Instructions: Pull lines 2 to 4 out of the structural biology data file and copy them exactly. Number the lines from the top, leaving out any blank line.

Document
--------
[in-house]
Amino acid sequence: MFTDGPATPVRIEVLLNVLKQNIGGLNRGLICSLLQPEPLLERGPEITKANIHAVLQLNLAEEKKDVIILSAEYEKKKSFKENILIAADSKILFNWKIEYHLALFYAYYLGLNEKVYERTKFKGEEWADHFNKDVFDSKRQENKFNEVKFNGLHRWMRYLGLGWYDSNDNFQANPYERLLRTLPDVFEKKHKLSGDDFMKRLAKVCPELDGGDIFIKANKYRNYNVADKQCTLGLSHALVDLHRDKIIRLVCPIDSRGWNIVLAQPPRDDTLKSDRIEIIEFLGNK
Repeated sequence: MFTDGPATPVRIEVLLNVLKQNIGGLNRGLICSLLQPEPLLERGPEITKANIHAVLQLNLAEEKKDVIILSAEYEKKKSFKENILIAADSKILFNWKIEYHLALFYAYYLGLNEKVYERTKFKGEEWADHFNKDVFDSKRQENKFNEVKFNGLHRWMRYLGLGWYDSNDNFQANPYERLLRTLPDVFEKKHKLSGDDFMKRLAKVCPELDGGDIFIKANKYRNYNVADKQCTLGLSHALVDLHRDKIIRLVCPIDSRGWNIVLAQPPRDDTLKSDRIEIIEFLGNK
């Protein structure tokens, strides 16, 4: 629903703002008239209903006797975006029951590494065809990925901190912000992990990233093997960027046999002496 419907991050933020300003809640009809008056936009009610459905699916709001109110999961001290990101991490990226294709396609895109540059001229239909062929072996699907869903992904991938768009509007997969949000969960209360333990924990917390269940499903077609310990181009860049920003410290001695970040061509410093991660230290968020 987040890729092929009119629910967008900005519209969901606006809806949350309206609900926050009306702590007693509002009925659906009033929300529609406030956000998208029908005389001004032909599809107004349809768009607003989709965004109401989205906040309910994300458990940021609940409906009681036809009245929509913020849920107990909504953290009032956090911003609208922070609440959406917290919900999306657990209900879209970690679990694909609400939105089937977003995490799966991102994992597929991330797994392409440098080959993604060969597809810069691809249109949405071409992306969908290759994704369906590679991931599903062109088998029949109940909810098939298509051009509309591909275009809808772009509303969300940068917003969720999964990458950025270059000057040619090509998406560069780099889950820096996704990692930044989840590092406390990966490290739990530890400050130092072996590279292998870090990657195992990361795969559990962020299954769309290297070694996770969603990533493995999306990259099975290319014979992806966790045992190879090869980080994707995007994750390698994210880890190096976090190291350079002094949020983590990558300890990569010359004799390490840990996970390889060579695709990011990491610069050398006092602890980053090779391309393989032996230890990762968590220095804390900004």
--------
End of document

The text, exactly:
Amino acid sequence: MFTDGPATPVRIEVLLNVLKQNIGGLNRGLICSLLQPEPLLERGPEITKANIHAVLQLNLAEEKKDVIILSAEYEKKKSFKENILIAADSKILFNWKIEYHLALFYAYYLGLNEKVYERTKFKGEEWADHFNKDVFDSKRQENKFNEVKFNGLHRWMRYLGLGWYDSNDNFQANPYERLLRTLPDVFEKKHKLSGDDFMKRLAKVCPELDGGDIFIKANKYRNYNVADKQCTLGLSHALVDLHRDKIIRLVCPIDSRGWNIVLAQPPRDDTLKSDRIEIIEFLGNK
Repeated sequence: MFTDGPATPVRIEVLLNVLKQNIGGLNRGLICSLLQPEPLLERGPEITKANIHAVLQLNLAEEKKDVIILSAEYEKKKSFKENILIAADSKILFNWKIEYHLALFYAYYLGLNEKVYERTKFKGEEWADHFNKDVFDSKRQENKFNEVKFNGLHRWMRYLGLGWYDSNDNFQANPYERLLRTLPDVFEKKHKLSGDDFMKRLAKVCPELDGGDIFIKANKYRNYNVADKQCTLGLSHALVDLHRDKIIRLVCPIDSRGWNIVLAQPPRDDTLKSDRIEIIEFLGNK
């Protein structure tokens, strides 16, 4: 629903703002008239209903006797975006029951590494065809990925901190912000992990990233093997960027046999002496 419907991050933020300003809640009809008056936009009610459905699916709001109110999961001290990101991490990226294709396609895109540059001229239909062929072996699907869903992904991938768009509007997969949000969960209360333990924990917390269940499903077609310990181009860049920003410290001695970040061509410093991660230290968020 987040890729092929009119629910967008900005519209969901606006809806949350309206609900926050009306702590007693509002009925659906009033929300529609406030956000998208029908005389001004032909599809107004349809768009607003989709965004109401989205906040309910994300458990940021609940409906009681036809009245929509913020849920107990909504953290009032956090911003609208922070609440959406917290919900999306657990209900879209970690679990694909609400939105089937977003995490799966991102994992597929991330797994392409440098080959993604060969597809810069691809249109949405071409992306969908290759994704369906590679991931599903062109088998029949109940909810098939298509051009509309591909275009809808772009509303969300940068917003969720999964990458950025270059000057040619090509998406560069780099889950820096996704990692930044989840590092406390990966490290739990530890400050130092072996590279292998870090990657195992990361795969559990962020299954769309290297070694996770969603990533493995999306990259099975290319014979992806966790045992190879090869980080994707995007994750390698994210880890190096976090190291350079002094949020983590990558300890990569010359004799390490840990996970390889060579695709990011990491610069050398006092602890980053090779391309393989032996230890990762968590220095804390900004």